Ryan Kearney

Story Editor

Grover Norquist, president of Americans for Tax Reform, had lunch with The New Republic staff on Thursday—a rather gentlemanly move, considering that our publication has not always been kind to him.

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Thursday morning, hundreds of thousands of federal workers who were furloughed due to the government shutdown awoke to the amazing, awful news that they were expected back at work today because Congress had reached a deal Wednesday night to fund the government (through January 15) and raise the debt limit (through February 7). Here's how they've spent every terrible hour since then:

Emily Yoffe has managed to outrage everyone on Twitter this morning despite having written nothing about our infuriating Congress.

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Was the Old American Center apathetic, intractable, and very fake?

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Already this century the Nobel Peace Prize has been awarded to two American presidents and a vice president, and only one of them was worthy of it. The other two were Barack Obama and Al Gore.

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'Captain Phillips' Will Pummel You Into Submission

You won't even notice Tom Hanks's awful Boston accent

Paul Greengrass could make the most mundane human activity—slouching in a work cubicle, napping in a hammock—feel dramatic. In the opening scene of the English director's latest frenetic film, Captain Phillips, we find the titular hero, Richard Phillips (Tom Hanks), leaning intently over a desk in his Underhill, Vermont, home—on March 28, 2009, to be exact. Phillips rifles through documents, clicks around his computer, locates his work badge, and checks his watch.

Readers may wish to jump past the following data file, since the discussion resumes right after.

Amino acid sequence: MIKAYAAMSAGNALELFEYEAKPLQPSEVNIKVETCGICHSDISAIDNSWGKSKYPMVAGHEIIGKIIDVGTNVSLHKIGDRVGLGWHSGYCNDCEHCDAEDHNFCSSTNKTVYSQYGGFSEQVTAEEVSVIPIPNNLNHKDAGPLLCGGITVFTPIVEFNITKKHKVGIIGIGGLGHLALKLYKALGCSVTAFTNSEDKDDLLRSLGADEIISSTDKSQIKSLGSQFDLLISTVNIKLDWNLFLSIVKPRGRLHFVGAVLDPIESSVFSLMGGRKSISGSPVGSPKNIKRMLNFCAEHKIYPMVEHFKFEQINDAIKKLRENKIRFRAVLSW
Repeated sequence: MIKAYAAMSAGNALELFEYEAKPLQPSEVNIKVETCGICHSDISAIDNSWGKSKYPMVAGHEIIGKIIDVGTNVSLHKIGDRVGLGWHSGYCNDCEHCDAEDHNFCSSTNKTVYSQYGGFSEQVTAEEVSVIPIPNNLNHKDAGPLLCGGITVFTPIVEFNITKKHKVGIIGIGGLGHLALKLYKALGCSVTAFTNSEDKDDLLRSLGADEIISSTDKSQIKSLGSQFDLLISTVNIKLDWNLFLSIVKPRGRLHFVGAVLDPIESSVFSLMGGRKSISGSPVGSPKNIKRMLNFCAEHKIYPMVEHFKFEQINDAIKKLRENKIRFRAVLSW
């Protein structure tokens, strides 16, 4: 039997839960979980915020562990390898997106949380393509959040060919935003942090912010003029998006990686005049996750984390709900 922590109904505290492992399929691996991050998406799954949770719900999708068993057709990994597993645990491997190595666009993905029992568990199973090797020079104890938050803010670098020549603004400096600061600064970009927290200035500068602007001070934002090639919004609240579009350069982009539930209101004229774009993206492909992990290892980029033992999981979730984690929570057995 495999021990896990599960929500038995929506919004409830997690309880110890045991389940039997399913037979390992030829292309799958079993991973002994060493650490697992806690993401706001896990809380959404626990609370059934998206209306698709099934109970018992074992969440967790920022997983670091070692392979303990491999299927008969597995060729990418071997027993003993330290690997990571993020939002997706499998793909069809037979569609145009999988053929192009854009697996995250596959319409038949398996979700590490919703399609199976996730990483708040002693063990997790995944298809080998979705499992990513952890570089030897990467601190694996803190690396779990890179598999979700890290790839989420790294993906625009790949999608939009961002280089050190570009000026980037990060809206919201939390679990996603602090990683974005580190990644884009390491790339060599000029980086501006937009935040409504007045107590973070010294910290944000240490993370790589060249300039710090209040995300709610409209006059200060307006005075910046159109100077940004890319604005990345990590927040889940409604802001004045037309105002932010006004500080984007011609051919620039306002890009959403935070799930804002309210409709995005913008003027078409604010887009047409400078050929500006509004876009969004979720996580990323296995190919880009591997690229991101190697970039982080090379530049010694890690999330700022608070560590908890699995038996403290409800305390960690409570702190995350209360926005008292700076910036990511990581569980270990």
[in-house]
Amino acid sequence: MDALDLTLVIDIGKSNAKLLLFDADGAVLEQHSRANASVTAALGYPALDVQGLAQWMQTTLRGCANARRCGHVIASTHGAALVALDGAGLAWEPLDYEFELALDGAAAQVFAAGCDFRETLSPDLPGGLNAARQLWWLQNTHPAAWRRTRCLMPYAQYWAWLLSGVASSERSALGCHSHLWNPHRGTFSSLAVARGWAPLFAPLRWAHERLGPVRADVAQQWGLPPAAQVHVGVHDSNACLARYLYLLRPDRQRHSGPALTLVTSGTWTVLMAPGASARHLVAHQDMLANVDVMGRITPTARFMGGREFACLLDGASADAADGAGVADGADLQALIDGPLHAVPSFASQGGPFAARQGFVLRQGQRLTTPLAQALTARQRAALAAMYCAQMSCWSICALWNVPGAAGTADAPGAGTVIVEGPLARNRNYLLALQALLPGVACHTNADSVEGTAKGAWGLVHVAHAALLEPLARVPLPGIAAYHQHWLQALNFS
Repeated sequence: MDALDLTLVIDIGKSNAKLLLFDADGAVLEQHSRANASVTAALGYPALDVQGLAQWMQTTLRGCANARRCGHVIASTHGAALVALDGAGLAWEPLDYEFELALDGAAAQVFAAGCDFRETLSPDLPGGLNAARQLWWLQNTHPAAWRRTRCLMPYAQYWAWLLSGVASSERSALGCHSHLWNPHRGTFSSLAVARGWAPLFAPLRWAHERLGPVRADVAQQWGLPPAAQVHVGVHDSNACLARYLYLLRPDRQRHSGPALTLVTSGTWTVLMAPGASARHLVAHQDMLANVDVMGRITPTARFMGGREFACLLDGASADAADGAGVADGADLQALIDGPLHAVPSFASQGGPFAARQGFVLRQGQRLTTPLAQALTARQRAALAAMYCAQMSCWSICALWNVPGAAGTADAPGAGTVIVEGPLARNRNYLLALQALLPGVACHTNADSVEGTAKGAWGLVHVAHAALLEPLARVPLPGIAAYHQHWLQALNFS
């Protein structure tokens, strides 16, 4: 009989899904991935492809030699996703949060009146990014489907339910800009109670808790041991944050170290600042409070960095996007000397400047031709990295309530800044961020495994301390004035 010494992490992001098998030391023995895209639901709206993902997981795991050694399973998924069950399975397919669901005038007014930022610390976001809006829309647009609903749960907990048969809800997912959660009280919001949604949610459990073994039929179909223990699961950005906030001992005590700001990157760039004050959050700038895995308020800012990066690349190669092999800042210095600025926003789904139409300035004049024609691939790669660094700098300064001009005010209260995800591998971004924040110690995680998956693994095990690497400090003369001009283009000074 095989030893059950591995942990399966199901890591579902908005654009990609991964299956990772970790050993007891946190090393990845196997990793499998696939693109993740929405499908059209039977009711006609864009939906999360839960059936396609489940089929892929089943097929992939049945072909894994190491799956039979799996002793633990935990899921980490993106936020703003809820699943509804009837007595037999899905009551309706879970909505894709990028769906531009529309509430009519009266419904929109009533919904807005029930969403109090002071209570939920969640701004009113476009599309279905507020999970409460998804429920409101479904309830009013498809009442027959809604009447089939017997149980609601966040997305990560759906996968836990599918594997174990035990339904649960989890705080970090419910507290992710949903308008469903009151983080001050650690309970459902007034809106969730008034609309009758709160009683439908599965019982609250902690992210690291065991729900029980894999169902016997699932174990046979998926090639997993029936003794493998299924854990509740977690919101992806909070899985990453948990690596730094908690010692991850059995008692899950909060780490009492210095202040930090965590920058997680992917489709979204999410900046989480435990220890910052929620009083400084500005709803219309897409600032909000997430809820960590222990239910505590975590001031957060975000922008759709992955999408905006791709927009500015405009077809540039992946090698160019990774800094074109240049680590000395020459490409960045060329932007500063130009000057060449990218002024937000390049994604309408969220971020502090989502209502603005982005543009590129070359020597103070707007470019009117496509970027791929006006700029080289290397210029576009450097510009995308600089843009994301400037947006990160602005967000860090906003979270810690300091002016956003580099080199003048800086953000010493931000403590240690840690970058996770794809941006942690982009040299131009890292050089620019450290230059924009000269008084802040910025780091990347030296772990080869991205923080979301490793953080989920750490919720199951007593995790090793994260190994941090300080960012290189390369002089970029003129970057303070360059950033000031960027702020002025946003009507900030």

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On Tuesday, for the first time in 17 years, the U.S.

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The shooting at the Washington Navy Yard on Monday, which left 13 dead, including lone gunman Aaron Alexis, has sparked the usual contretemps (gun control vs.

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White people simply love to spend their free time walking up and down mountains and sleeping in the forest. Search "hiking" in Google Images and see how far you have to scroll to find a nonwhite person.

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Bradley Manning, the Army private sentenced Wednesday to 35 years in prison for leaking government files to WikiLeaks, announced Thursday in a statement to NBC's "Today" that he is, as of now, a she:

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